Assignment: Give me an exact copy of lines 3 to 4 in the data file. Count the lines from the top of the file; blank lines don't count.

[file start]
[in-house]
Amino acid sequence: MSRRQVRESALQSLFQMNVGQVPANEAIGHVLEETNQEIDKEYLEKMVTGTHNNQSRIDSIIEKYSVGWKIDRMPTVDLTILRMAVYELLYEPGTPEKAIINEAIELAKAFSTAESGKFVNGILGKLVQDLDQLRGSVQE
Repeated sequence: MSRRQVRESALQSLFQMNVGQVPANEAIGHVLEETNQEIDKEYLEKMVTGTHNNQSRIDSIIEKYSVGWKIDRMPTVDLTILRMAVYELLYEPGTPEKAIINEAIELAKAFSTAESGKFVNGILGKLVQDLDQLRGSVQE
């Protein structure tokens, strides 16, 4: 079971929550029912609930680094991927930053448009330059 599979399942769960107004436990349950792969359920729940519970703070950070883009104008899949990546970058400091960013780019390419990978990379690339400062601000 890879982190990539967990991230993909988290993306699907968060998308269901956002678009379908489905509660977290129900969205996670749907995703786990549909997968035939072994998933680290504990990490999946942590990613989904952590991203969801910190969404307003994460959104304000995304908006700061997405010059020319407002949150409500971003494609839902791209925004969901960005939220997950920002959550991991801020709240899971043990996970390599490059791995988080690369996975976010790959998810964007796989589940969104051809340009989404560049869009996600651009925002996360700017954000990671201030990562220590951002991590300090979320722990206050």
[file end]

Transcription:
Repeated sequence: MSRRQVRESALQSLFQMNVGQVPANEAIGHVLEETNQEIDKEYLEKMVTGTHNNQSRIDSIIEKYSVGWKIDRMPTVDLTILRMAVYELLYEPGTPEKAIINEAIELAKAFSTAESGKFVNGILGKLVQDLDQLRGSVQE
């Protein structure tokens, strides 16, 4: 079971929550029912609930680094991927930053448009330059 599979399942769960107004436990349950792969359920729940519970703070950070883009104008899949990546970058400091960013780019390419990978990379690339400062601000 890879982190990539967990991230993909988290993306699907968060998308269901956002678009379908489905509660977290129900969205996670749907995703786990549909997968035939072994998933680290504990990490999946942590990613989904952590991203969801910190969404307003994460959104304000995304908006700061997405010059020319407002949150409500971003494609839902791209925004969901960005939220997950920002959550991991801020709240899971043990996970390599490059791995988080690369996975976010790959998810964007796989589940969104051809340009989404560049869009996600651009925002996360700017954000990671201030990562220590951002991590300090979320722990206050």